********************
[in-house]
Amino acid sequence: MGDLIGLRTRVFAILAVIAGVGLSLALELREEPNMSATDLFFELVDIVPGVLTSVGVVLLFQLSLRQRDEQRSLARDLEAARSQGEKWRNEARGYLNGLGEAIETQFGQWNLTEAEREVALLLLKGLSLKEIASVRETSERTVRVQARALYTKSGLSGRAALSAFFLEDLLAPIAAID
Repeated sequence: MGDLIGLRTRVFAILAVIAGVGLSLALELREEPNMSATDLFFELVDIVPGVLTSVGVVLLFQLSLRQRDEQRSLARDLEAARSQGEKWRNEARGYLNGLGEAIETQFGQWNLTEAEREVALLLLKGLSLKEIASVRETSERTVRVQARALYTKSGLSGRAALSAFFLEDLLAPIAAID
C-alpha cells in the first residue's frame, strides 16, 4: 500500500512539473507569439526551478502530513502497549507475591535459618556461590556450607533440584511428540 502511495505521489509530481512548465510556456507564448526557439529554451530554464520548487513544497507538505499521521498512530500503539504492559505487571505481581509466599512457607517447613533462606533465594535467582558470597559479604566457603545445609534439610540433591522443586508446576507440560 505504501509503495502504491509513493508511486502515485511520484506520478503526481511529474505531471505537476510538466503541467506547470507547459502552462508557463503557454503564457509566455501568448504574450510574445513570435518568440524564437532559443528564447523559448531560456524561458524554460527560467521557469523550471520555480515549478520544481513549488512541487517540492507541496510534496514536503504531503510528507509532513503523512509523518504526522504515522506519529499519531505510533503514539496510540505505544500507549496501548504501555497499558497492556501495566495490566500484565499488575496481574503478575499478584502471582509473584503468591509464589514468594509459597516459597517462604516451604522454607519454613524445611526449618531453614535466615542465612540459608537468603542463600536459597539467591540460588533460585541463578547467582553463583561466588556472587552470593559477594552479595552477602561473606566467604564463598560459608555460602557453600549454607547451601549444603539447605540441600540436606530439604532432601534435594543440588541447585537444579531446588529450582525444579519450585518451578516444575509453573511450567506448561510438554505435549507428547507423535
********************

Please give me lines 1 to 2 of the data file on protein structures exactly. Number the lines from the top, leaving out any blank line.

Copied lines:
[in-house]
Amino acid sequence: MGDLIGLRTRVFAILAVIAGVGLSLALELREEPNMSATDLFFELVDIVPGVLTSVGVVLLFQLSLRQRDEQRSLARDLEAARSQGEKWRNEARGYLNGLGEAIETQFGQWNLTEAEREVALLLLKGLSLKEIASVRETSERTVRVQARALYTKSGLSGRAALSAFFLEDLLAPIAAID